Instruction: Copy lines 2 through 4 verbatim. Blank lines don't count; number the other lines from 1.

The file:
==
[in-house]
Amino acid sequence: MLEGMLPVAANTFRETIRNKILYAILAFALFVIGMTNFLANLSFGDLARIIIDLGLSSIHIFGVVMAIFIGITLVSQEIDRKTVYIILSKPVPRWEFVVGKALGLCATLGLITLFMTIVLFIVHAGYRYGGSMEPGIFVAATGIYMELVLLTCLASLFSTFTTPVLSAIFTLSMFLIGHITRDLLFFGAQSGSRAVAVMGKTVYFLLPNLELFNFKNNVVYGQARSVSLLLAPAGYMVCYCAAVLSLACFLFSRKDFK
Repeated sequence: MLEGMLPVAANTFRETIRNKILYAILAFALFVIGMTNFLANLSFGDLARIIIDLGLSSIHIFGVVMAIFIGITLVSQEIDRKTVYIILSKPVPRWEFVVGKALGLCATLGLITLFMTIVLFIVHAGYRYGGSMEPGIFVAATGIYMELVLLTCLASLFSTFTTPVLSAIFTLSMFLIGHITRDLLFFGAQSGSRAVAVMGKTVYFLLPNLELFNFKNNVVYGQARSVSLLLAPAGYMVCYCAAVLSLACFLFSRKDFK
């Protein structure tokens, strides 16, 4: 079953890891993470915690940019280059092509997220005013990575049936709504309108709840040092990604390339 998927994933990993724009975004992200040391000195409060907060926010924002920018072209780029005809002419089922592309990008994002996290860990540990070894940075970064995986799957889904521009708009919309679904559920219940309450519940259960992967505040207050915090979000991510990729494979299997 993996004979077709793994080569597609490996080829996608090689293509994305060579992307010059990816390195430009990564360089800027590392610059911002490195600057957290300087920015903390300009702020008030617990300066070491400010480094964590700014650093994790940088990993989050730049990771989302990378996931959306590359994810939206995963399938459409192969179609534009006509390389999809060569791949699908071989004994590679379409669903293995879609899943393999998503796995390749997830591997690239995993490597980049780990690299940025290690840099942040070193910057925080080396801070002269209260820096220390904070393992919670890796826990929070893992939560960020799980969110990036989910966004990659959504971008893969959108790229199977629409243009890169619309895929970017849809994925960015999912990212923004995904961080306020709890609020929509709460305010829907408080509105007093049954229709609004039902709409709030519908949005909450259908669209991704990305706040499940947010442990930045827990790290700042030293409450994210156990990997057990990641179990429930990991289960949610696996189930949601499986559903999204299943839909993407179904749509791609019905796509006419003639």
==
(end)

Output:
Amino acid sequence: MLEGMLPVAANTFRETIRNKILYAILAFALFVIGMTNFLANLSFGDLARIIIDLGLSSIHIFGVVMAIFIGITLVSQEIDRKTVYIILSKPVPRWEFVVGKALGLCATLGLITLFMTIVLFIVHAGYRYGGSMEPGIFVAATGIYMELVLLTCLASLFSTFTTPVLSAIFTLSMFLIGHITRDLLFFGAQSGSRAVAVMGKTVYFLLPNLELFNFKNNVVYGQARSVSLLLAPAGYMVCYCAAVLSLACFLFSRKDFK
Repeated sequence: MLEGMLPVAANTFRETIRNKILYAILAFALFVIGMTNFLANLSFGDLARIIIDLGLSSIHIFGVVMAIFIGITLVSQEIDRKTVYIILSKPVPRWEFVVGKALGLCATLGLITLFMTIVLFIVHAGYRYGGSMEPGIFVAATGIYMELVLLTCLASLFSTFTTPVLSAIFTLSMFLIGHITRDLLFFGAQSGSRAVAVMGKTVYFLLPNLELFNFKNNVVYGQARSVSLLLAPAGYMVCYCAAVLSLACFLFSRKDFK
């Protein structure tokens, strides 16, 4: 079953890891993470915690940019280059092509997220005013990575049936709504309108709840040092990604390339 998927994933990993724009975004992200040391000195409060907060926010924002920018072209780029005809002419089922592309990008994002996290860990540990070894940075970064995986799957889904521009708009919309679904559920219940309450519940259960992967505040207050915090979000991510990729494979299997 993996004979077709793994080569597609490996080829996608090689293509994305060579992307010059990816390195430009990564360089800027590392610059911002490195600057957290300087920015903390300009702020008030617990300066070491400010480094964590700014650093994790940088990993989050730049990771989302990378996931959306590359994810939206995963399938459409192969179609534009006509390389999809060569791949699908071989004994590679379409669903293995879609899943393999998503796995390749997830591997690239995993490597980049780990690299940025290690840099942040070193910057925080080396801070002269209260820096220390904070393992919670890796826990929070893992939560960020799980969110990036989910966004990659959504971008893969959108790229199977629409243009890169619309895929970017849809994925960015999912990212923004995904961080306020709890609020929509709460305010829907408080509105007093049954229709609004039902709409709030519908949005909450259908669209991704990305706040499940947010442990930045827990790290700042030293409450994210156990990997057990990641179990429930990991289960949610696996189930949601499986559903999204299943839909993407179904749509791609019905796509006419003639």